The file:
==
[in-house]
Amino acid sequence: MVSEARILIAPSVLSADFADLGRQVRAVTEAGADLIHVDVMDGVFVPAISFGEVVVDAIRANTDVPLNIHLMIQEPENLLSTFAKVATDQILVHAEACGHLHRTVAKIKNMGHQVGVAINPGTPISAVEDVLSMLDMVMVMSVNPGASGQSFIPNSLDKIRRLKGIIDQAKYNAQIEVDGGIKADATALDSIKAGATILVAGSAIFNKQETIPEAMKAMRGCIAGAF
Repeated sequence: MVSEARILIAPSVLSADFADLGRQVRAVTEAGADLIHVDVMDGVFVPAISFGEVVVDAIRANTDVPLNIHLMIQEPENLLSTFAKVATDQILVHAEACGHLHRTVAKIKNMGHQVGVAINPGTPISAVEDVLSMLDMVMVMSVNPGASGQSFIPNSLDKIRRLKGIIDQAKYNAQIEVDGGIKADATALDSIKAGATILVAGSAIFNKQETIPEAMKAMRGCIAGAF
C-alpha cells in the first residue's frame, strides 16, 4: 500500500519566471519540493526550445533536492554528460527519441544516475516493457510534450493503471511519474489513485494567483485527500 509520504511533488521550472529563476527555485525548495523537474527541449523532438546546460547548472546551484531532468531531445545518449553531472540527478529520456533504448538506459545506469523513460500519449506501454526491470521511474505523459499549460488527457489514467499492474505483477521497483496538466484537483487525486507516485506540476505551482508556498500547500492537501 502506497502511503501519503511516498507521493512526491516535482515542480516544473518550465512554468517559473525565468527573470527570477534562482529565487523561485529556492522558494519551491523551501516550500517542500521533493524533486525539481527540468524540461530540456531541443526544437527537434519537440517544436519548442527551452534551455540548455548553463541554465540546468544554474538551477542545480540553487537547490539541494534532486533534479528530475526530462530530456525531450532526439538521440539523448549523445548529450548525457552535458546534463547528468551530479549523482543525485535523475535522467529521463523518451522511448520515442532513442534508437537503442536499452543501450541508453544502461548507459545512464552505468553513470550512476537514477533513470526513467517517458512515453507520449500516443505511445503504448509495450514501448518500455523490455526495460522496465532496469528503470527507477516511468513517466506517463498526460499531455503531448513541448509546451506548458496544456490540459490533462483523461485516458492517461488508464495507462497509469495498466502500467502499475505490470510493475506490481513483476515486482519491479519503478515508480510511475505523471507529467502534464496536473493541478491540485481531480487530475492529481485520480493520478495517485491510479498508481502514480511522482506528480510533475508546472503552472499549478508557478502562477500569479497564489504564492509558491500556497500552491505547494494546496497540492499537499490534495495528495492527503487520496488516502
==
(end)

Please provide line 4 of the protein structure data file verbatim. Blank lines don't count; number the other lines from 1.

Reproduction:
C-alpha cells in the first residue's frame, strides 16, 4: 500500500519566471519540493526550445533536492554528460527519441544516475516493457510534450493503471511519474489513485494567483485527500 509520504511533488521550472529563476527555485525548495523537474527541449523532438546546460547548472546551484531532468531531445545518449553531472540527478529520456533504448538506459545506469523513460500519449506501454526491470521511474505523459499549460488527457489514467499492474505483477521497483496538466484537483487525486507516485506540476505551482508556498500547500492537501 502506497502511503501519503511516498507521493512526491516535482515542480516544473518550465512554468517559473525565468527573470527570477534562482529565487523561485529556492522558494519551491523551501516550500517542500521533493524533486525539481527540468524540461530540456531541443526544437527537434519537440517544436519548442527551452534551455540548455548553463541554465540546468544554474538551477542545480540553487537547490539541494534532486533534479528530475526530462530530456525531450532526439538521440539523448549523445548529450548525457552535458546534463547528468551530479549523482543525485535523475535522467529521463523518451522511448520515442532513442534508437537503442536499452543501450541508453544502461548507459545512464552505468553513470550512476537514477533513470526513467517517458512515453507520449500516443505511445503504448509495450514501448518500455523490455526495460522496465532496469528503470527507477516511468513517466506517463498526460499531455503531448513541448509546451506548458496544456490540459490533462483523461485516458492517461488508464495507462497509469495498466502500467502499475505490470510493475506490481513483476515486482519491479519503478515508480510511475505523471507529467502534464496536473493541478491540485481531480487530475492529481485520480493520478495517485491510479498508481502514480511522482506528480510533475508546472503552472499549478508557478502562477500569479497564489504564492509558491500556497500552491505547494494546496497540492499537499490534495495528495492527503487520496488516502